A valuable tool for enabling marketers and business users to easily create and manage contextually relevant social and interactive online experiences across multiple channels on a global scale to drive sales and loyalty. It also allows multi-site management (in fact Sites) using the assets and template developed, without having to re-implement again for each individual site.
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The WebCenter Sites Support team is extremely good and very responsive to client needs. They are quick to resolve Level 1 issues and when escalated to Level 2, the team makes every effort to keep the client informed.
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Supporting unit testing is bigger plus point in Laravel than any other framework. Developing with Laravel is much easier. Other frameworks have value in market, but Laravel has taken the lead in popularity among PHP developers in recent years. The large community supports you if you have problems. Using Laravel, integration became easy with third-party libraries, but it was costly too.
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There are lot of WCM products available in the market, some free and some licensed. But for a organisation using more Oracle products and on Java technology, WCS is the best in class, for intranet and internet needs. It has everything which is required for a web application. Also it can be well integrated with other platforms with Oracle Document Cloud/Oracle Content/Oracle Identity Manager and a lot more. Its a well integrated product. It can also be integrated with social media using a community plugin. It also comes with its own search and analytics tools. The templates are pure JSP and can be easily coded by Java developers using the development guide. Its based on Java, so writing custom applications and integrating is easy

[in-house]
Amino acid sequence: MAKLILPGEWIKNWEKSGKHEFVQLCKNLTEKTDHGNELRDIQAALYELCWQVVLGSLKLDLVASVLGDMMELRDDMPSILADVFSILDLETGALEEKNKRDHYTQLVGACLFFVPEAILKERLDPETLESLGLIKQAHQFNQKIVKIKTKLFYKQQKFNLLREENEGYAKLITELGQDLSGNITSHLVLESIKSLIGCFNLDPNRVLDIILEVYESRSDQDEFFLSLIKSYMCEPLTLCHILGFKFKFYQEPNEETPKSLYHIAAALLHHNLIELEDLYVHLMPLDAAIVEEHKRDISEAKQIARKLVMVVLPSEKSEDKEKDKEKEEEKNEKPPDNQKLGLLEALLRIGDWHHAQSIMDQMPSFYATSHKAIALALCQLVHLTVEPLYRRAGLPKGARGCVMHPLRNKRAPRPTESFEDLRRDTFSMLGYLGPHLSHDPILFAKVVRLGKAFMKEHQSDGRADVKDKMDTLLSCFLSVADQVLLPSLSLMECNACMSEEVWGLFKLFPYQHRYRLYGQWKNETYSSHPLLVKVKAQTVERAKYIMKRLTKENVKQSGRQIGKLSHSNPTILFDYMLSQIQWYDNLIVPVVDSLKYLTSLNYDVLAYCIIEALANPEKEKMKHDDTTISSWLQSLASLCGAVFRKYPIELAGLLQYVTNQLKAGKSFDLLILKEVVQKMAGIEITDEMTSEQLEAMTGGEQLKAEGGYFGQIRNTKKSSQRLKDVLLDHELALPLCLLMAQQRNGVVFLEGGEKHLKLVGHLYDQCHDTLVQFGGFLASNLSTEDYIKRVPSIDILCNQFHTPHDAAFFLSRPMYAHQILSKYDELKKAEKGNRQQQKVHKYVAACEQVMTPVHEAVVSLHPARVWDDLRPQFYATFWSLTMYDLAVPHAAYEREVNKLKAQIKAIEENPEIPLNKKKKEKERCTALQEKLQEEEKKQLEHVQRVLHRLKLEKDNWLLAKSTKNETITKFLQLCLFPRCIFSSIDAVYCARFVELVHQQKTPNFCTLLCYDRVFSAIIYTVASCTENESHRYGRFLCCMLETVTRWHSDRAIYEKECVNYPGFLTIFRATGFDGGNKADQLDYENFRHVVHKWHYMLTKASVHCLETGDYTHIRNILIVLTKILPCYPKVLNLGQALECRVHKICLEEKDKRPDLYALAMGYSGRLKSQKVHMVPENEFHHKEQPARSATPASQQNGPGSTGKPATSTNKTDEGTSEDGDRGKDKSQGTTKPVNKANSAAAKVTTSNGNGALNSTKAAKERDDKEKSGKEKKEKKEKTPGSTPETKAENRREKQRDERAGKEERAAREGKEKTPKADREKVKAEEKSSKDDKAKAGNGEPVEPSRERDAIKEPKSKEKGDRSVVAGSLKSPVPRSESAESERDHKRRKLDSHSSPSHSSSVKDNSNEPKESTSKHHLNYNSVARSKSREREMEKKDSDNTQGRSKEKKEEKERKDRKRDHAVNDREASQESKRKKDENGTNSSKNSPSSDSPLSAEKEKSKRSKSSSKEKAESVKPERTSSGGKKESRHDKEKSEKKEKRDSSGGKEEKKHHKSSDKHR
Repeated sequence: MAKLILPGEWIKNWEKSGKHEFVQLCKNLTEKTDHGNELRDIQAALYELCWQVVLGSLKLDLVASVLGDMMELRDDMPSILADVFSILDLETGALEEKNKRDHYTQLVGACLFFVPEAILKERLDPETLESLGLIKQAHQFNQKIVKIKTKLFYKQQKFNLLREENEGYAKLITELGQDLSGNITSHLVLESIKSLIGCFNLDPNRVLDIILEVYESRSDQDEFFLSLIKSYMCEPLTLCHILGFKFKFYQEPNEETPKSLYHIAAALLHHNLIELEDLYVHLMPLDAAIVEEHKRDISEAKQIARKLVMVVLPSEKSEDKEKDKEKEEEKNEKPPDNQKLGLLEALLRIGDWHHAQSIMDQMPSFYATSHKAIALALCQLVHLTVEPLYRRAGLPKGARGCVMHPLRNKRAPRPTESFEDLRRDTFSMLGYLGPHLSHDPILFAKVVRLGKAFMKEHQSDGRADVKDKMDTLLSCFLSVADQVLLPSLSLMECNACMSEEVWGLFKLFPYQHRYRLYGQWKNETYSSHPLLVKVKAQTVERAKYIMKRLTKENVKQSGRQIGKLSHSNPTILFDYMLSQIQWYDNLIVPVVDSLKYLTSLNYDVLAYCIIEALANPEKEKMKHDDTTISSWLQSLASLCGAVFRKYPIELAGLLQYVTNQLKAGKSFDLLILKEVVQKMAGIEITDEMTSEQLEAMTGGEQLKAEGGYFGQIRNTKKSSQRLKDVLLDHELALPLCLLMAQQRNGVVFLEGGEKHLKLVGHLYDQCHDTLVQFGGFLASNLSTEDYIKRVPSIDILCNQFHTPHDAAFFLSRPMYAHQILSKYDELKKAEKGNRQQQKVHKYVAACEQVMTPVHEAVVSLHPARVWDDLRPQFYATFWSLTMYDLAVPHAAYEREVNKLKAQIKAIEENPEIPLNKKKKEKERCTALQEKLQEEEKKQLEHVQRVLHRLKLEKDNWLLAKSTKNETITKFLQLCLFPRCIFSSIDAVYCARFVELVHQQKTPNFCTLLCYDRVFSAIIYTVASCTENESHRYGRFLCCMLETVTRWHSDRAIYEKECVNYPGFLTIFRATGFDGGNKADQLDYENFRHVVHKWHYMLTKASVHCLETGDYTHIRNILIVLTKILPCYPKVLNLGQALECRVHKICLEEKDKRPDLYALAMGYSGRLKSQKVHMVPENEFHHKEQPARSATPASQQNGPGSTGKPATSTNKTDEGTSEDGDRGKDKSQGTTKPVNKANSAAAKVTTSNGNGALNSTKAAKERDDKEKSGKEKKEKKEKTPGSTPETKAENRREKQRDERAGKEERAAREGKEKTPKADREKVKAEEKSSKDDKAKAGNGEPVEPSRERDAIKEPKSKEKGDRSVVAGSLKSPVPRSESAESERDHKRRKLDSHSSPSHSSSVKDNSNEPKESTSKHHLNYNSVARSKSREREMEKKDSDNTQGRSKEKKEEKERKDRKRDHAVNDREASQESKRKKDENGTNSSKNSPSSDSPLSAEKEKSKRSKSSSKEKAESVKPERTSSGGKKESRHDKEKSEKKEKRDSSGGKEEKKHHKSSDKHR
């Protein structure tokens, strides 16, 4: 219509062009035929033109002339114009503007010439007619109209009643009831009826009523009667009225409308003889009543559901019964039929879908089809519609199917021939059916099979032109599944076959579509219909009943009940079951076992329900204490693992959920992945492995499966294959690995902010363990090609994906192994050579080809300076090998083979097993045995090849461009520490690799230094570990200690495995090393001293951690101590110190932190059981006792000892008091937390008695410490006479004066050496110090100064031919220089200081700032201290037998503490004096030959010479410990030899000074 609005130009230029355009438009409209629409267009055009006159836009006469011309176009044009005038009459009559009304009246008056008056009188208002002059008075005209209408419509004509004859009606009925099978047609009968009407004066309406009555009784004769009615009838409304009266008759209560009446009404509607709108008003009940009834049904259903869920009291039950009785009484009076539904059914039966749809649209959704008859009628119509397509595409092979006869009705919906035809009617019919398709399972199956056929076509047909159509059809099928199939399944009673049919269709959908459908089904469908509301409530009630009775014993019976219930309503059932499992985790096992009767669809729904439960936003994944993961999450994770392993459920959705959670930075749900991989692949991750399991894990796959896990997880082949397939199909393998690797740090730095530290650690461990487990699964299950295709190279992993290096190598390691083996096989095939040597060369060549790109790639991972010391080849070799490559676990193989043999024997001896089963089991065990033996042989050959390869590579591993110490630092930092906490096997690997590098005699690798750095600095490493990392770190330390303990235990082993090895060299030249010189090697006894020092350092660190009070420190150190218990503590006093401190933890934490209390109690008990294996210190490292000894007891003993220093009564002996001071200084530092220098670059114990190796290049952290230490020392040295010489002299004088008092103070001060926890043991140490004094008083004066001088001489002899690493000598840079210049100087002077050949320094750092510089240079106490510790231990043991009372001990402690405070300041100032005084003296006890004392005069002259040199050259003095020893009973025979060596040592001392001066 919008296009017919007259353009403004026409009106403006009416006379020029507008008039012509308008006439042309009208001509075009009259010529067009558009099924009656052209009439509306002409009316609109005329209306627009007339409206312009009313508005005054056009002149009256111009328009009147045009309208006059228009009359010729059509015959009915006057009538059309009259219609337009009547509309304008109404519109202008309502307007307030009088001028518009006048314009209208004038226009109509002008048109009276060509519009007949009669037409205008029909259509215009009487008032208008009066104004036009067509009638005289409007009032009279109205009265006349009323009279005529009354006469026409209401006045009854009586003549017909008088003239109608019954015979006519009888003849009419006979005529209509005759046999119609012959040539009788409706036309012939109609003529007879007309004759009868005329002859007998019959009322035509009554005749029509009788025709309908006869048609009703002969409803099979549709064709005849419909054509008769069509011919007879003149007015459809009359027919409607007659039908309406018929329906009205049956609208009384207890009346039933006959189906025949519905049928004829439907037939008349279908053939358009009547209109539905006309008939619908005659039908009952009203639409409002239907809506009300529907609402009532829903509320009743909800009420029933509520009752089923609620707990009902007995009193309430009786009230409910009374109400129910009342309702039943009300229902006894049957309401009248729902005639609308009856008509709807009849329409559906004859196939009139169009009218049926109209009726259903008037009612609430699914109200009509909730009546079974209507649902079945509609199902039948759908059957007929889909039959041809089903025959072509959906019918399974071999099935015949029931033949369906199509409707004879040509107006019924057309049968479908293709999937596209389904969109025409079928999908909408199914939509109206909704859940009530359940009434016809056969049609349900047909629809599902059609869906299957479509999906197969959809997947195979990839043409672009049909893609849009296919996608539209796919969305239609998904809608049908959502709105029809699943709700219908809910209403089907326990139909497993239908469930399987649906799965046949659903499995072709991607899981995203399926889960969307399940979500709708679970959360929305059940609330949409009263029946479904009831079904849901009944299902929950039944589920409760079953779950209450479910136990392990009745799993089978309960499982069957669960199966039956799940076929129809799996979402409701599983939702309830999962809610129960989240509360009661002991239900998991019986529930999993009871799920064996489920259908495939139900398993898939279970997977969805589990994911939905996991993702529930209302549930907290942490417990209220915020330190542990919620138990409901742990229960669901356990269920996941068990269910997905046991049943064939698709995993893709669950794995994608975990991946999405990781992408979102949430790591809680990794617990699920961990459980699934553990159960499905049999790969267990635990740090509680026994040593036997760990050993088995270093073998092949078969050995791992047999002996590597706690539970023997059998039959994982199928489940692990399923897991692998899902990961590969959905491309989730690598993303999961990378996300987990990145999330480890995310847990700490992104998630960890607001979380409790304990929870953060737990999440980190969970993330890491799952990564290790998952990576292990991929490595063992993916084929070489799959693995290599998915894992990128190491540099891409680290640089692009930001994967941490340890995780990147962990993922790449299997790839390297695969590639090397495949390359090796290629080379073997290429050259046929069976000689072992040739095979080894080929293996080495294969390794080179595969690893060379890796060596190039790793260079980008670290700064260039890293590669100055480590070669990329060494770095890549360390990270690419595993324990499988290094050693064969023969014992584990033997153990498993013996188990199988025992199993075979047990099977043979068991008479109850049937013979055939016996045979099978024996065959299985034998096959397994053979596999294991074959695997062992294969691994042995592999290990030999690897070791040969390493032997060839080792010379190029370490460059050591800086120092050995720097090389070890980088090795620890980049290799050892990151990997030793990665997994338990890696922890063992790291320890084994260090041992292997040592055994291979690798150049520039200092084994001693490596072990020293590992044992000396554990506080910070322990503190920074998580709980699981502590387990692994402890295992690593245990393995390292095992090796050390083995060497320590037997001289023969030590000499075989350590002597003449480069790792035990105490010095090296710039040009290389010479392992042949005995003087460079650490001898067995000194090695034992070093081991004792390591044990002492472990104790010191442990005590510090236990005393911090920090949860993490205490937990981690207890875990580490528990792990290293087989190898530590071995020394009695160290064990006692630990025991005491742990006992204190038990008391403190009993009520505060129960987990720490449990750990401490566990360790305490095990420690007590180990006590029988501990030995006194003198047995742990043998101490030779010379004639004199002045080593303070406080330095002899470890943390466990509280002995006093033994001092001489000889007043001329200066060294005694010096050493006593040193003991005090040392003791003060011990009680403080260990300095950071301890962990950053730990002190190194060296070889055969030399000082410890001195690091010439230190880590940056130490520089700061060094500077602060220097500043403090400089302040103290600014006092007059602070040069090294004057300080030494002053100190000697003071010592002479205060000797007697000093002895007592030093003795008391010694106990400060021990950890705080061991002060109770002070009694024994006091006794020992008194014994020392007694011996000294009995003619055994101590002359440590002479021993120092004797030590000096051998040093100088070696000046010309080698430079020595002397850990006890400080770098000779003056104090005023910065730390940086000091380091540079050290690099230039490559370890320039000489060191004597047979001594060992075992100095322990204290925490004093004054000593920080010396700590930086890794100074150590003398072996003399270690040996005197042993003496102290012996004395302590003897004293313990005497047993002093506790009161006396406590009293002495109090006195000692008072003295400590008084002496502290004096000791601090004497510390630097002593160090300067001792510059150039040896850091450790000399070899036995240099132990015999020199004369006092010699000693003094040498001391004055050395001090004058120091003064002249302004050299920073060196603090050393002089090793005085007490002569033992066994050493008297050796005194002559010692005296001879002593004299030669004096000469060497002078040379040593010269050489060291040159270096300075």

Read full review Return on Investment Laravel allows us to rapidly prototype and build complete, scalable applications internally, which saves us time and allows us to have internal tools that fit out precise needs. We use Symfony for a similar purpose, but Laravel is an even higher-level framework that we find saves us substantially more time when building many types of web applications. Laravel solves many of the underlying concerns of building a large application (such as authentication, authorization, secure input handling) in the right ways. It saves us from handling those low-level concerns ourselves, potentially in a way that could take a lot of time or sets us up for issues in the future. It's tough to assign an ROI to this, but I'm sure it has prevented issues and saved time, which both have an impact on our financial situation. Read full review It has alleviated some of the burden on our IT staff. It has allowed our Marketing department to be more hands-on with content changes, and they have more flexibility with the types of changes and how often they make them. Read full review ScreenShots